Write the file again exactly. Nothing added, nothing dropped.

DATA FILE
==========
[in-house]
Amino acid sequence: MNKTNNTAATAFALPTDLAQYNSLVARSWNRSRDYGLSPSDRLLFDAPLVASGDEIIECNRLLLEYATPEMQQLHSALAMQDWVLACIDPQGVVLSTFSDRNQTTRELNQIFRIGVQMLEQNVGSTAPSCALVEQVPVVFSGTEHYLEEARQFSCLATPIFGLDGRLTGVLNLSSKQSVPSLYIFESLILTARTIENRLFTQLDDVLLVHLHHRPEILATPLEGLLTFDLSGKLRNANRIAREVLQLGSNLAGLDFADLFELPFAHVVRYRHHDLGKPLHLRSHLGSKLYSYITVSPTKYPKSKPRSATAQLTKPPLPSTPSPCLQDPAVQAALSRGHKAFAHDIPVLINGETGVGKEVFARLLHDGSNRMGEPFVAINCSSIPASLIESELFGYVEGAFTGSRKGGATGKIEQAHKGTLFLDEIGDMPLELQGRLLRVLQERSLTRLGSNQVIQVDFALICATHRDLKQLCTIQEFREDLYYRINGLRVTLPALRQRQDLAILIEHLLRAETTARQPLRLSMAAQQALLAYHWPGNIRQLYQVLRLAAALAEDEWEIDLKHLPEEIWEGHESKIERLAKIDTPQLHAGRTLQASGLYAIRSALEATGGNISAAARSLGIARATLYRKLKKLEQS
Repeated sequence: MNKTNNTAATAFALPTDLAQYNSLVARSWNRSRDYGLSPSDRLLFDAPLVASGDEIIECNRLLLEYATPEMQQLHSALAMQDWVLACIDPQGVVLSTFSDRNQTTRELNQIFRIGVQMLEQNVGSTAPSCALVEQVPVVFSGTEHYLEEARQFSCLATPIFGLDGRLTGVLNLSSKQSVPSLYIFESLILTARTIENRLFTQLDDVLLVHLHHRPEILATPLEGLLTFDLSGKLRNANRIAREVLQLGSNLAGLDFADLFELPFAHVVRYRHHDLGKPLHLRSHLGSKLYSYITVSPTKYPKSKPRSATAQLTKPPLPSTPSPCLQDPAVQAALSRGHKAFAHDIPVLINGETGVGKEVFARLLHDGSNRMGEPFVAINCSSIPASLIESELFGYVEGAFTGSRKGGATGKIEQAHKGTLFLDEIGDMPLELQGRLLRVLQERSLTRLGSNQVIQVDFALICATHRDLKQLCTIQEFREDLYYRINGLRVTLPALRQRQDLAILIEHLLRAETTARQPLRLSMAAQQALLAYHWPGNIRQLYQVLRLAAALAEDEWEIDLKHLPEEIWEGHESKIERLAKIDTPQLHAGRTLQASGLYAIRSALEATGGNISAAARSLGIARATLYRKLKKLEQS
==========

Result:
[in-house]
Amino acid sequence: MNKTNNTAATAFALPTDLAQYNSLVARSWNRSRDYGLSPSDRLLFDAPLVASGDEIIECNRLLLEYATPEMQQLHSALAMQDWVLACIDPQGVVLSTFSDRNQTTRELNQIFRIGVQMLEQNVGSTAPSCALVEQVPVVFSGTEHYLEEARQFSCLATPIFGLDGRLTGVLNLSSKQSVPSLYIFESLILTARTIENRLFTQLDDVLLVHLHHRPEILATPLEGLLTFDLSGKLRNANRIAREVLQLGSNLAGLDFADLFELPFAHVVRYRHHDLGKPLHLRSHLGSKLYSYITVSPTKYPKSKPRSATAQLTKPPLPSTPSPCLQDPAVQAALSRGHKAFAHDIPVLINGETGVGKEVFARLLHDGSNRMGEPFVAINCSSIPASLIESELFGYVEGAFTGSRKGGATGKIEQAHKGTLFLDEIGDMPLELQGRLLRVLQERSLTRLGSNQVIQVDFALICATHRDLKQLCTIQEFREDLYYRINGLRVTLPALRQRQDLAILIEHLLRAETTARQPLRLSMAAQQALLAYHWPGNIRQLYQVLRLAAALAEDEWEIDLKHLPEEIWEGHESKIERLAKIDTPQLHAGRTLQASGLYAIRSALEATGGNISAAARSLGIARATLYRKLKKLEQS
Repeated sequence: MNKTNNTAATAFALPTDLAQYNSLVARSWNRSRDYGLSPSDRLLFDAPLVASGDEIIECNRLLLEYATPEMQQLHSALAMQDWVLACIDPQGVVLSTFSDRNQTTRELNQIFRIGVQMLEQNVGSTAPSCALVEQVPVVFSGTEHYLEEARQFSCLATPIFGLDGRLTGVLNLSSKQSVPSLYIFESLILTARTIENRLFTQLDDVLLVHLHHRPEILATPLEGLLTFDLSGKLRNANRIAREVLQLGSNLAGLDFADLFELPFAHVVRYRHHDLGKPLHLRSHLGSKLYSYITVSPTKYPKSKPRSATAQLTKPPLPSTPSPCLQDPAVQAALSRGHKAFAHDIPVLINGETGVGKEVFARLLHDGSNRMGEPFVAINCSSIPASLIESELFGYVEGAFTGSRKGGATGKIEQAHKGTLFLDEIGDMPLELQGRLLRVLQERSLTRLGSNQVIQVDFALICATHRDLKQLCTIQEFREDLYYRINGLRVTLPALRQRQDLAILIEHLLRAETTARQPLRLSMAAQQALLAYHWPGNIRQLYQVLRLAAALAEDEWEIDLKHLPEEIWEGHESKIERLAKIDTPQLHAGRTLQASGLYAIRSALEATGGNISAAARSLGIARATLYRKLKKLEQS